Treatment of acne depends on severity and varies from skin care products to laser. What stage of acne do you have?
Acne can be a serious health condition, both physically and mentally. When I was younger, I heard of someone dying from a brain abscess from squeezing an infected pimple. While this is rare today, the effects of acne occurring in the early years can be devastating mentally in later years because of scarring.
For this reason, I feel it is important to treat teenage acne before it gets out of hand. Picking pimples frequently leads to scarring. So parents need to get appropriate treatment for their children's acne as soon as possible.
Acne varies from very mild to severe cystic acne.
Mild acne treated with Bare Skin Program for Acne
Severe Cystic Acne with Pustules
Bare Skin Care Patient
After treatment using various modalities including chemical peel, Pixel laser and IPL and other light therapies
Photos are not retouched.
My recommendations for treating acne:
Review the diet and cut back on all sugar and beverages containing sugar. Eat more fruits and vegetables. And reduce stress - this might be the most important thing. Exercise will help in the stress reduction.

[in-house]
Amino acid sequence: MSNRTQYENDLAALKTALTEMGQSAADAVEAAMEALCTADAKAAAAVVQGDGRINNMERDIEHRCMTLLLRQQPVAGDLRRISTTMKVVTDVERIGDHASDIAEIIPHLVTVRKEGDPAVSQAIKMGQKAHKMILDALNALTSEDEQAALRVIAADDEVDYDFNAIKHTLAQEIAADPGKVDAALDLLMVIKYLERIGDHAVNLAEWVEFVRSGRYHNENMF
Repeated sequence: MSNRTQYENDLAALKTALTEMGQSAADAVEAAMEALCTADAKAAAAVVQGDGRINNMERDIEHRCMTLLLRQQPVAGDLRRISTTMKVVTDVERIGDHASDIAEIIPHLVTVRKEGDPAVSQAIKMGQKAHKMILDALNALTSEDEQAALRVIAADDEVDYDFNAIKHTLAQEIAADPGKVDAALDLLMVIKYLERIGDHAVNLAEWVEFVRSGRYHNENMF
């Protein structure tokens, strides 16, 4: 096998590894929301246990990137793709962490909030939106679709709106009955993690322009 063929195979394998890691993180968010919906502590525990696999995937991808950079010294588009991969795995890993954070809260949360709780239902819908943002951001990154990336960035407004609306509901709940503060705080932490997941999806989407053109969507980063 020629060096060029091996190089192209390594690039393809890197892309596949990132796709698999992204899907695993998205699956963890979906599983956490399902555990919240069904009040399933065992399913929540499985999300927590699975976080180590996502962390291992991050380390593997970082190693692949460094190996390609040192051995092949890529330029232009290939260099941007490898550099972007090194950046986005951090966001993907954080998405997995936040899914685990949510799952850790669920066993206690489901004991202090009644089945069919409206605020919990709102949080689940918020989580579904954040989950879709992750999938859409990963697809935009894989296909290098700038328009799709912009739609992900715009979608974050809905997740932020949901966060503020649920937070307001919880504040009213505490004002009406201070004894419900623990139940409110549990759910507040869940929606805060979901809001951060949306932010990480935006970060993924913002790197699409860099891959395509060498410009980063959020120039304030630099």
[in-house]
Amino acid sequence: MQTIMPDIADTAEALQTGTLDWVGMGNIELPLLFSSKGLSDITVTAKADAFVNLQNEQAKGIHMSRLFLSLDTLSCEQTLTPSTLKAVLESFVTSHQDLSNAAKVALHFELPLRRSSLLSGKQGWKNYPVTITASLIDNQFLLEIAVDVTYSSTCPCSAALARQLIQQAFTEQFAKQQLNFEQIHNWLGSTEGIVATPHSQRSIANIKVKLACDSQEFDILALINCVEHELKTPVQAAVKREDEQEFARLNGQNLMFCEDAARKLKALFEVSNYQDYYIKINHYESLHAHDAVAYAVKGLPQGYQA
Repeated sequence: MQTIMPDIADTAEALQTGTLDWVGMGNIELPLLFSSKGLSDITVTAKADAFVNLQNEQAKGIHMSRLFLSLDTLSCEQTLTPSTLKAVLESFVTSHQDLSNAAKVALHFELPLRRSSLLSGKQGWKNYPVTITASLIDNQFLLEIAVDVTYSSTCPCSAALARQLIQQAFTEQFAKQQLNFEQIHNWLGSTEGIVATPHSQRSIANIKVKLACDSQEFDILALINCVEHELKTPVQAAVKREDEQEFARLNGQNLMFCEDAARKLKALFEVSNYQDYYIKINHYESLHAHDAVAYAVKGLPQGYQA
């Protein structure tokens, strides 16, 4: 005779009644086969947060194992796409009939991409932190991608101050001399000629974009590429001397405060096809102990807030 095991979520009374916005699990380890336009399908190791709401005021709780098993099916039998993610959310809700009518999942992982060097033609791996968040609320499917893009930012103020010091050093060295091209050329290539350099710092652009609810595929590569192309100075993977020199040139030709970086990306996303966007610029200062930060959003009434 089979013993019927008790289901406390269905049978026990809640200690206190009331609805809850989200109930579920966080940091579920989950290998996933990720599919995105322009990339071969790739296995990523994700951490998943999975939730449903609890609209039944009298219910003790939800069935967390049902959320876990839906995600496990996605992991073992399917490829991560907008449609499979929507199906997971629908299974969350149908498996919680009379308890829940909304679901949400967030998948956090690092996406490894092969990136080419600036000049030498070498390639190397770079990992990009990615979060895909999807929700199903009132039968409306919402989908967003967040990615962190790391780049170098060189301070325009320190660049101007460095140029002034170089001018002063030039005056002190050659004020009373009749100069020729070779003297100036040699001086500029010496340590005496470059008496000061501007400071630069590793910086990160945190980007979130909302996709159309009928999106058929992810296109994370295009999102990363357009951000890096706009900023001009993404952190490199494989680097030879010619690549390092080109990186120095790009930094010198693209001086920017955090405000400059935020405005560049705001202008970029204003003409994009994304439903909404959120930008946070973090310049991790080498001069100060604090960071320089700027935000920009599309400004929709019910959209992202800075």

For women, oral contraceptives can help suppress the hormonal aspect that causes the acne.
Start with the Bare Skin Program for Acne; this is the most effective treatment for acne that I have found to be produce results. It should be continued for six weeks, then go on the Bare Skin Maintenance program.
If not successful, then proceed to Doxycycline, a broad-spectrum antibiotic. (I have found that Vibra-tabs, a form of Doxycycline is better tolerated than generic, because it is easier on the stomach).
If acne persists, then consider a chemical peel, like the Obagi Blue peel.
Like the patient above, some acne is resistant. For these cases 90 days of Doxycycline, Levulan therapy combined with IPL and light therapy. This might need to be repeated up to three times over several months interval.
If there is residual scarring, then consider a fractional or CO2 laser.
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First, the answer is yes, retinol can make wrinkles worse, especially when you first start using it. What is happening is a drying effect, and one can get epidermal sliding from separation from the dermis. But this is temporary, and will eventually end up tightening the skin around the eyelids, provided you are using a potent retinol preparation.